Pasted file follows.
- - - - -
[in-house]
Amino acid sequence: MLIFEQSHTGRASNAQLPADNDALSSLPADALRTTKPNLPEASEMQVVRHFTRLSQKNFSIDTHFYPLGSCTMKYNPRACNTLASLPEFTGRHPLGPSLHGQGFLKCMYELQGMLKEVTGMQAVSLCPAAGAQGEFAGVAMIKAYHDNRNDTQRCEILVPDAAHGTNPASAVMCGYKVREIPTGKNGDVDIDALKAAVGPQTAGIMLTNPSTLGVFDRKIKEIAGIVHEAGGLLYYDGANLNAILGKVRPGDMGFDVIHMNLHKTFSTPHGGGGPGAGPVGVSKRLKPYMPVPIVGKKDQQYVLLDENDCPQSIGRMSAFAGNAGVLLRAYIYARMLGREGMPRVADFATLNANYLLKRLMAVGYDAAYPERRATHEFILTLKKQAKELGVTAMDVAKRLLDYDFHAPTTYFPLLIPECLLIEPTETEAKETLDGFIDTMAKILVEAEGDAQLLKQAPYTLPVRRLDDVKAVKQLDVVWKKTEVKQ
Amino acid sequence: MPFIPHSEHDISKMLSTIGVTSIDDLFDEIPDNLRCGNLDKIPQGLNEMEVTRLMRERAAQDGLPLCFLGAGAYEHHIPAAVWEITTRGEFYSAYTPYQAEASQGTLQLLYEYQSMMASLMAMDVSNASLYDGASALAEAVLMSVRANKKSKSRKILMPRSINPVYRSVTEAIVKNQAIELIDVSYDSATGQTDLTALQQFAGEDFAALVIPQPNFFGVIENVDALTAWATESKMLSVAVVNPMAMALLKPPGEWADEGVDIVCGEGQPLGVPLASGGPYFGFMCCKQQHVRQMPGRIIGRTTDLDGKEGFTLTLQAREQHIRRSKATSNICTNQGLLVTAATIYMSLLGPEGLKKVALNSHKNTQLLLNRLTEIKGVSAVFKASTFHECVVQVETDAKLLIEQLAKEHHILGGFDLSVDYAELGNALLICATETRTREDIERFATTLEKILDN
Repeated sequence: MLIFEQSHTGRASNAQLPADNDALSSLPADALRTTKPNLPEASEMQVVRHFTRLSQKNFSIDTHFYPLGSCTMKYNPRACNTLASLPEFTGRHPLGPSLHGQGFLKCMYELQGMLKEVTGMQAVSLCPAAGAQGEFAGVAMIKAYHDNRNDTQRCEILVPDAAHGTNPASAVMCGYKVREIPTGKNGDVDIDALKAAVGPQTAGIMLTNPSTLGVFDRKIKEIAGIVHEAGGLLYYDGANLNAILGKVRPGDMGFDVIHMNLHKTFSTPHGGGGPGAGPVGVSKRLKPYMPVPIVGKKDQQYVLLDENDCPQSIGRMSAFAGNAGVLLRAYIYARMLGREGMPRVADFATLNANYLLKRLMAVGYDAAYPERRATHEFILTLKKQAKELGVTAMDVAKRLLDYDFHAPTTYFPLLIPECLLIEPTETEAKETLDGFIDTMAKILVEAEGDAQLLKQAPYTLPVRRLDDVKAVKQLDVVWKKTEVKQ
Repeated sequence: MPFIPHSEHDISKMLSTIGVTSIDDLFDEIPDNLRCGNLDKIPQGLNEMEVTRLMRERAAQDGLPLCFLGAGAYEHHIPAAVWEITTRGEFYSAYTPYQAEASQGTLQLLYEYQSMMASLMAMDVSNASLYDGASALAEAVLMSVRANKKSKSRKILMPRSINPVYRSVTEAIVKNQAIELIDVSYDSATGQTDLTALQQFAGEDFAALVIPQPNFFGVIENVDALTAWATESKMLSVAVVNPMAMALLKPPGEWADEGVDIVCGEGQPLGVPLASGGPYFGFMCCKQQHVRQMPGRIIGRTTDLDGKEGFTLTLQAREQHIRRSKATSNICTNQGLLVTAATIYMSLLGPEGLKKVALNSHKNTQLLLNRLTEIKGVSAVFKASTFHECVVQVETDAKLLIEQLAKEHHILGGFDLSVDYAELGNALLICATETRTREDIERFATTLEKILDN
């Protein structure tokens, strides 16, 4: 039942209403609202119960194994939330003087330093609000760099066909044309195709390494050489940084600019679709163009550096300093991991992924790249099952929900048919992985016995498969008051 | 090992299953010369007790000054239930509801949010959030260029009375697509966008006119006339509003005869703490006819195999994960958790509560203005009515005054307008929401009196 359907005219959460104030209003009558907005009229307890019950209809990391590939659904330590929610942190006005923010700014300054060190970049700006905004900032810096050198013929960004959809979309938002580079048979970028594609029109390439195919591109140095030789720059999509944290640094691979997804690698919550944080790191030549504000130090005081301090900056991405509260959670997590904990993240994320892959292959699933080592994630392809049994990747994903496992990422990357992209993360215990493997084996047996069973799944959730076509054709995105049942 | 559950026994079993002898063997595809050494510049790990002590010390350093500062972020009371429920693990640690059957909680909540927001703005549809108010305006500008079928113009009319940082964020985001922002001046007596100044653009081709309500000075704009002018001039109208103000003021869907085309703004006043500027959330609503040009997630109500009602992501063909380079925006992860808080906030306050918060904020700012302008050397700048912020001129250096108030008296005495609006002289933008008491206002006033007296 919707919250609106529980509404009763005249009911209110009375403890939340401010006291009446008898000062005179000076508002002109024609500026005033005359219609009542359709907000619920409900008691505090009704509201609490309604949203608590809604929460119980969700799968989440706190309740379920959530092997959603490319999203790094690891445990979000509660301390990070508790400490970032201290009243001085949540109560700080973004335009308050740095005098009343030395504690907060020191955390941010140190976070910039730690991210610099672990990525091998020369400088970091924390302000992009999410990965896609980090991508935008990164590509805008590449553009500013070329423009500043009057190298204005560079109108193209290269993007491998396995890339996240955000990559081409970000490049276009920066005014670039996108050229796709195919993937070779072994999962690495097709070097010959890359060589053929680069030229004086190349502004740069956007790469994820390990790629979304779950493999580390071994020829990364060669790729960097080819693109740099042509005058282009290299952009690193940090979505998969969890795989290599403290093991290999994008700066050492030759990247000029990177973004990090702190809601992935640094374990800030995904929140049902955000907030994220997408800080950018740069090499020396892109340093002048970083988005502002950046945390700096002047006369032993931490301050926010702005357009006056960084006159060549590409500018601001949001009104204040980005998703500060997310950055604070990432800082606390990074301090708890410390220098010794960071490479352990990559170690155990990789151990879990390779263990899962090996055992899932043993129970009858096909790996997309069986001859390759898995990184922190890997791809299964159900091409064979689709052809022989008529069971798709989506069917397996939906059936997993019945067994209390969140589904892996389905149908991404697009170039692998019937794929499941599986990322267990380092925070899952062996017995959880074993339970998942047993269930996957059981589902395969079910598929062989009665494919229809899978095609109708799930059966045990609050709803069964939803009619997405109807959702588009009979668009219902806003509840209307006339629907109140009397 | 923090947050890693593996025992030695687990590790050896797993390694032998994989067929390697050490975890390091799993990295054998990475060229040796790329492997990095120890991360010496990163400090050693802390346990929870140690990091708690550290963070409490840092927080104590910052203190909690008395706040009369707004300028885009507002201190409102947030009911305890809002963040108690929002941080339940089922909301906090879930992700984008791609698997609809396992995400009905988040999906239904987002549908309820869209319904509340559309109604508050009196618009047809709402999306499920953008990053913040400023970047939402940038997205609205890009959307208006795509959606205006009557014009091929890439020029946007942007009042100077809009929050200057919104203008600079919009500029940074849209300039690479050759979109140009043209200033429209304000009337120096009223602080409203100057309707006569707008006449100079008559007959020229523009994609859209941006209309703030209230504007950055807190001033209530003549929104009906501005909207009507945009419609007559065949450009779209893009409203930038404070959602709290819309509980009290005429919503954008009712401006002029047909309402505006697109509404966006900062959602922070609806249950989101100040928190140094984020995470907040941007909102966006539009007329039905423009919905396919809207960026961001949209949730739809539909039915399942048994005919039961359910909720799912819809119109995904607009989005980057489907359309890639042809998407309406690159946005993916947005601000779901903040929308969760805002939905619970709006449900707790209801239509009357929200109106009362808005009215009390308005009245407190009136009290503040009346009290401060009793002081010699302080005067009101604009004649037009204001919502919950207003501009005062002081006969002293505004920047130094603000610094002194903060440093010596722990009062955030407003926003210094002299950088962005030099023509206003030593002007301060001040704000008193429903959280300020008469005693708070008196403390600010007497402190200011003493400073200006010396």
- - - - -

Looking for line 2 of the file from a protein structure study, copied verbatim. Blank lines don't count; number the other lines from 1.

Amino acid sequence: MLIFEQSHTGRASNAQLPADNDALSSLPADALRTTKPNLPEASEMQVVRHFTRLSQKNFSIDTHFYPLGSCTMKYNPRACNTLASLPEFTGRHPLGPSLHGQGFLKCMYELQGMLKEVTGMQAVSLCPAAGAQGEFAGVAMIKAYHDNRNDTQRCEILVPDAAHGTNPASAVMCGYKVREIPTGKNGDVDIDALKAAVGPQTAGIMLTNPSTLGVFDRKIKEIAGIVHEAGGLLYYDGANLNAILGKVRPGDMGFDVIHMNLHKTFSTPHGGGGPGAGPVGVSKRLKPYMPVPIVGKKDQQYVLLDENDCPQSIGRMSAFAGNAGVLLRAYIYARMLGREGMPRVADFATLNANYLLKRLMAVGYDAAYPERRATHEFILTLKKQAKELGVTAMDVAKRLLDYDFHAPTTYFPLLIPECLLIEPTETEAKETLDGFIDTMAKILVEAEGDAQLLKQAPYTLPVRRLDDVKAVKQLDVVWKKTEVKQ